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It wasn’t easy to pick the 10 winners of the tickets for two to see Norwegian Wood. There were 60+ entries for the ten spots. They were picked by me based on whatever criteria I felt at the moment. There isn’t a “if I write more, I have a better chance” system. It could be how I felt at that moment and your short poetic words caught me off guard, maybe that’s how I picked. If you didn’t get in, please try again during our next giveaway. Some of your words were too generic, in a “let me in” type of way, but if you offered just a little more, you were in the running. Here’s my picks. (I left the editing part out, some probably wrote from their smart phones and some carefully crafted their words)


The 100% Perfect Girl

I’m a huge Haruki Murakami fan. I have his more recent books but unfortunately haven’t read Norwegian Wood. I loved 1Q84. I just found out about this movie a week ago and was stoked. I’d love to attend and already know “the 100% perfect girl” who would be my date, as she’s a big fan too!
Greg Wong

-Greg, you are the dark horse, there are fans of all of his books, fans of the filmmaker, and fans of the actors who aren’t getting in, but this “100% perfect girl” is intriguing. If there’s such a thing for you and you know who she is, I’m picking you just on that merit, so hurry and ask her.



oh, let me count the ways…

it was the first murakami book i read almost 20 years ago. and i read it in a tiny, tiny city in southeastern japan, so that made it even more special. i lived a long time in japan, and his books kept me grand company as the still do today. in fact, i just re-read norwegian wood about a month ago and it’s still a lovely little tome to me.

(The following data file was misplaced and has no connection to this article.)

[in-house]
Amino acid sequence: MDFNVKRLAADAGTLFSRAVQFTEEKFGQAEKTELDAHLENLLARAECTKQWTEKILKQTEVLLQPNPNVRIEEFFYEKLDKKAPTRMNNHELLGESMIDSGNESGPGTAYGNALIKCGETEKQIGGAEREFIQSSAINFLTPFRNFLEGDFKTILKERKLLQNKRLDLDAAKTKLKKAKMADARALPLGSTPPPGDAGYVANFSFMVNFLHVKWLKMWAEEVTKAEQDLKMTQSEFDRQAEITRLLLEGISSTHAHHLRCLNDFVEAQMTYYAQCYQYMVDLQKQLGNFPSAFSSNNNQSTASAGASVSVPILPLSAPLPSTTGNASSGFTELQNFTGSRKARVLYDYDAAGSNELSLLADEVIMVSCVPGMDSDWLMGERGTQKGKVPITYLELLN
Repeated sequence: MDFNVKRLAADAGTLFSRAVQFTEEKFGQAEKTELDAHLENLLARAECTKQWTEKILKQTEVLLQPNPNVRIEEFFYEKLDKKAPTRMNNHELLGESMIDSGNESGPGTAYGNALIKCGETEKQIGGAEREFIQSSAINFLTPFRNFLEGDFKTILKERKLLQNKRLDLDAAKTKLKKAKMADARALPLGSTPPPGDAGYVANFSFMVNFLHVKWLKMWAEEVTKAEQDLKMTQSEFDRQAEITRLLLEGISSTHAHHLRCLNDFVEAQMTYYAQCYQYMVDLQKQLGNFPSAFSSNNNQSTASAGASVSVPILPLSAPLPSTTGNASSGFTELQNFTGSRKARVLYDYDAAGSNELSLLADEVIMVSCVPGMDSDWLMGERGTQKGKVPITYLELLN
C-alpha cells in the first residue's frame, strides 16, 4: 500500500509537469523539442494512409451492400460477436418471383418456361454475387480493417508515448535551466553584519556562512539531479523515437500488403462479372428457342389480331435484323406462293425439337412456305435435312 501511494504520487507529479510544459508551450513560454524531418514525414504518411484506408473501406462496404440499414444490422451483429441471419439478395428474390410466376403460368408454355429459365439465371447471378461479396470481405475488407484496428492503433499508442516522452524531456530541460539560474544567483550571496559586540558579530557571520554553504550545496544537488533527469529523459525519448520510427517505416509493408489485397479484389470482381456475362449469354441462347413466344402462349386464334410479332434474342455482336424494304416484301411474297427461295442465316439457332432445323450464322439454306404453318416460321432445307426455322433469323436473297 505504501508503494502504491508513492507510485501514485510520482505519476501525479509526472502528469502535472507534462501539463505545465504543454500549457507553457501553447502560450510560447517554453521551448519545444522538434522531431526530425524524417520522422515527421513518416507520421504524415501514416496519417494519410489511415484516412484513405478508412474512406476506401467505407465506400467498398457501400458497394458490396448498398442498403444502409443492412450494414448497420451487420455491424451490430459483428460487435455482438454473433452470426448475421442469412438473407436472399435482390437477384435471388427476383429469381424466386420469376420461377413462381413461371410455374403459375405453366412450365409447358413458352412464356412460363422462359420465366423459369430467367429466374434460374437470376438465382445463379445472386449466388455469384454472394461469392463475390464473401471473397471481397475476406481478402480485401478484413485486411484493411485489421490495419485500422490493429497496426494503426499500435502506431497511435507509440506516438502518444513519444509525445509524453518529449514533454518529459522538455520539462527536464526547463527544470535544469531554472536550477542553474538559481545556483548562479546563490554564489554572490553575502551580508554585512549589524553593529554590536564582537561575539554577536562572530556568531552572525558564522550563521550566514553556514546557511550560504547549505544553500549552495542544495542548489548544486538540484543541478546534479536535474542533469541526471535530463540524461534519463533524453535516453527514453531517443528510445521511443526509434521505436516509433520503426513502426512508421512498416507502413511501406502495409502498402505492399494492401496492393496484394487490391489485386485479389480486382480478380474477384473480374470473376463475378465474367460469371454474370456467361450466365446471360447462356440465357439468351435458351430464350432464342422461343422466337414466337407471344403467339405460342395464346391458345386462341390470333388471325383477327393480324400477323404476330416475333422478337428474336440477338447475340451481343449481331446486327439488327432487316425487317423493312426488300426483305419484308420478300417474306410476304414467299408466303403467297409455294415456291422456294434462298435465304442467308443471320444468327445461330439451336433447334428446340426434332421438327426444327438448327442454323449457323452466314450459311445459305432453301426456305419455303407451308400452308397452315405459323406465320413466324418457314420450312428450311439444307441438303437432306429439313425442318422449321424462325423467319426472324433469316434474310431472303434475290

i’m very excited to see this movie, especially because rinko kikuchi is in it.

flipping love her!

ALSO, i speak/read/write japanese, am a member of the Japan Society here in new york, and have always loved me some Giant Robot.

so in closing:

Jennifer Andrews

-Jennifer, Yes, we love her too. I doubt she loves us back the same. The GR plug, a great move. Have a great time.


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New York Giant Robot readers and friends, Tran Anh Hung’s adaptation of Haruki Murakami’s Norwegian Wood is set to be released, but there’s a special screening. Send us just a bit of why you’d like to see this film to First 10 to qualify can go and see this movie. Wednesday, December 14, 2011. 7:00 pm Japan Society, 333 East 47th Street, New York City Followed by a Q&A with writer-Director Tran Anh Hung and Actress Rinko Kikuchi and a reception. Japan Society, Soda Pictures + Red Flag Releasing, and the Film Society of Lincoln Center, invite you and a guest to a screening of Norwegian Wood, the new film by Tran Anh Hung (Academy Award nominee for The Scent of Green Papaya and Golden Lion winner for CYCLO), based on the internationally acclaimed and bestselling novel by Haruki Murakami. Written and directed by Tran Anh Hung. Based on the novel by Haruki Murakami, Norwegian Wood. Starring Kenichi Matsuyama, Rinko Kikuchi, and Kiko Mizuhara. Cinematography by Mark Lee Ping Bin. Music score by Jonny Greenwood. Released by Soda Pictures + Red Flag Releasing   Norwegian Wood is a moving story of loss and sexuality set in Tokyo in the late 1960s against a time of global instability. Watanabe (Japanese star Kenichi Matsuyama, Death Note, Detroit Metal City) looks back on his days as a freshman university student living in Tokyo. Through his reminiscences, we see him develop relationships with two very different women, the beautiful yet emotionally troubled Naoko (Oscar nominee Rinko Kikuchi, Babel), and the outgoing, lively Midori (Japanese-Korean model-actress Kiko Mizuhara.) The film’s cinematography is by Mark Lee Ping Bin (In the Mood for Love, Devils on the Doorstep). Originally published in 1987, Murakami’s novel has since been translated into 33 languages and published in 36 countries. Vietnam-born and Paris-based writer-director Tran Anh Hung was nominated for an Academy Award for The Scent of the Green Papaya and won the Venice Film Festival’s Golden Lion for Cyclo. Norwegian Wood is his fifth feature. Norwegian Wood is scheduled to open in New York on Friday, January 6 followed by a national roll out.